Different ethnic groups were deliberately kept apart from each other to make it difficult for ‘natives’ to form groups with others to riot against their living conditions. Black workers deemed ‘troublesome or turbulent’ were expelled, but only after first taking photographs which were pasted into a blacklist kept at the compound entrance. When these measures fell short, the compound managers could always call on government, as they did at Wesselton mine in March 1894 when three miners were shot dead by the Kimberley Mounted Police and compound guards.
Land Dispossession and Defeat of African Kingdoms (Xhosa, 1878 & Pedi and Zulu, 1879)
An alliance between Khoikhoi rebels in the colony and the Xhosa chiefs between 1799 and 1802 saw the displacement of colonials from the frontier farms, which neither the British not the Dutch were able to reverse. The droughts between 1800 and 1830 brought distress to the Cape Colony (food had to be imported) and exacerbated conflict between the colonials and the Xhosa over cattle and grazing land. Initially, the aim of British policy was to maintain a strict policy of segregation with the Xhosas excluded from the territory of the Colony and in 1811-1812 Governor Cradock was successful in savagely ejecting the Ndlambe and other Xhosa beyond the Fish River into the territory of the Ngqika chiefdom. Governor Somerset attempted to hold the Ngqika accountable for the conduct of all the Xhosa chiefdoms, over whom they exerted only nominal commonwealth, but the Ndlambe routed the Ngqika, forcing the British to intervene to rescue their client in 1819. Somerset annexed the area between the Fish and Keiskamma rivers to create a no man's land, buffer zone, deporting Ngqika ally and Ndlambe adversaryalike, throwing both into further economic affliction and forming the foundation for future conflict.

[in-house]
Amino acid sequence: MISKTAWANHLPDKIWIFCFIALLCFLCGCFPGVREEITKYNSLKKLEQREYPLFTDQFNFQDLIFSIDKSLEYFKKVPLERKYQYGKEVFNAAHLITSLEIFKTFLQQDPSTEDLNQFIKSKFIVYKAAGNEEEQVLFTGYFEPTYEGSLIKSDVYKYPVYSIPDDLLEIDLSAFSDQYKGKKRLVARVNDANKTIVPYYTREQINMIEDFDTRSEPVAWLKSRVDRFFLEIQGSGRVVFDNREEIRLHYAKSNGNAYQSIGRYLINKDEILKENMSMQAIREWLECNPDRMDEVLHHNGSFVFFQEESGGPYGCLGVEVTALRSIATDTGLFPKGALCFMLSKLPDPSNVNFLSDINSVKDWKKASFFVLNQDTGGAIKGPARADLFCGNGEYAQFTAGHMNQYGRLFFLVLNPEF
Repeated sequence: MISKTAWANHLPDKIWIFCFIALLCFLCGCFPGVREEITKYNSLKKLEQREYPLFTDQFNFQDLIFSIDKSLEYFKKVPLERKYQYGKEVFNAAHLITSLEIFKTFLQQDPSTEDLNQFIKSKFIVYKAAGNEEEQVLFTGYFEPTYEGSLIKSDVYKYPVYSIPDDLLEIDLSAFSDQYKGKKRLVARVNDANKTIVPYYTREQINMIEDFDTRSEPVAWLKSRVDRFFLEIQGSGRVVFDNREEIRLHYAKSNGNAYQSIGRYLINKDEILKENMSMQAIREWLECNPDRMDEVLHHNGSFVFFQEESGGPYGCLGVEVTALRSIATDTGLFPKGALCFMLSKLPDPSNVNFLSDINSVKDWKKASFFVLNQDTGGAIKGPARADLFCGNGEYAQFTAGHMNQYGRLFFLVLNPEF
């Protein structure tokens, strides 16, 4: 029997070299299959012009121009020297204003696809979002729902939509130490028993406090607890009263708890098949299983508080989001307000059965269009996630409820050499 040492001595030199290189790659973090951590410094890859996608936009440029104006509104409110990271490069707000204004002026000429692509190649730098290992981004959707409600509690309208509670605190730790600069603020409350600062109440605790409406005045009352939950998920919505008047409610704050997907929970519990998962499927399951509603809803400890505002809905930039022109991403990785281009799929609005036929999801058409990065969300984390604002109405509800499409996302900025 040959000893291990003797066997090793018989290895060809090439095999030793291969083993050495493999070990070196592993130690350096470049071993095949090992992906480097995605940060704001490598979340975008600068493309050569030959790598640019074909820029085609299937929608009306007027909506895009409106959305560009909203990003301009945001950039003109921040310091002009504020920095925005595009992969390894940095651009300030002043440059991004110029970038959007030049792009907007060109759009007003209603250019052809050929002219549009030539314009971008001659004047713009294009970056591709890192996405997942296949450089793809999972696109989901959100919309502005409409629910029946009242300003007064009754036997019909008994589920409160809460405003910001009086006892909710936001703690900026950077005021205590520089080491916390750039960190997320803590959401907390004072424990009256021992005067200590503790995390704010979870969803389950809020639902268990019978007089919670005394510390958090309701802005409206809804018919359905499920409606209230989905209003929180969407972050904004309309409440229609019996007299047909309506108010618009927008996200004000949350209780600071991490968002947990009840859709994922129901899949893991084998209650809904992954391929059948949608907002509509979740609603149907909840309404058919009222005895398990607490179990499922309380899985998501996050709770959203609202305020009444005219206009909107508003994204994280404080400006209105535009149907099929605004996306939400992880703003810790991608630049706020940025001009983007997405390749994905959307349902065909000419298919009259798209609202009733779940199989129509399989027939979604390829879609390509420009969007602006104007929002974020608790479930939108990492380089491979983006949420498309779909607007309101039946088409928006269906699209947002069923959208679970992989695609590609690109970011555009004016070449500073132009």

The Portuguese in Delgoa Bay, from 1815 onwards, began exporting large numbers of slaves obtained in the interior, leading to massive population displacements as people fled the slave raiders. The droughts further destabilized the society of the already densely populated Nguni of KwaZulu-Natal as migration and marauding stimulated the emergence and decline of successive powerful chiefdoms like the Zulu.With the military innovations of Shaka, the Zulu were able to consolidate themselves into a powerful highly centralized kingdom between 1816 and 1824. The brutal rise of the Zulu kingdom unleashed great suffering; Shaka used a scorched earth policy resulting in massive population movements of starving fugitives and an estimated half to one million people perished in the process. By the 1870s, discerned black rulers could foresee the time that they would have to fight for their independence and they began to arm their people accordingly. Foremost among these was King Sekhukhune of the Pedi who sent whole regiments (travelling 200 men at a time on account of the dangers of the journey) to work in Kimberley. The Pedi chiefdom, under Sekhukhune, defeated the Boers in 1876 and expelled them from the northern areas claimed by the ZAR, leading to the British annexation of the ZAR in 1877 and the subjugation of the Pedi by British forces in 1879. The British then provoked a war with the Zulu Kingdom in 1879, defeated them, and annexed Zululand to the Natal Colony.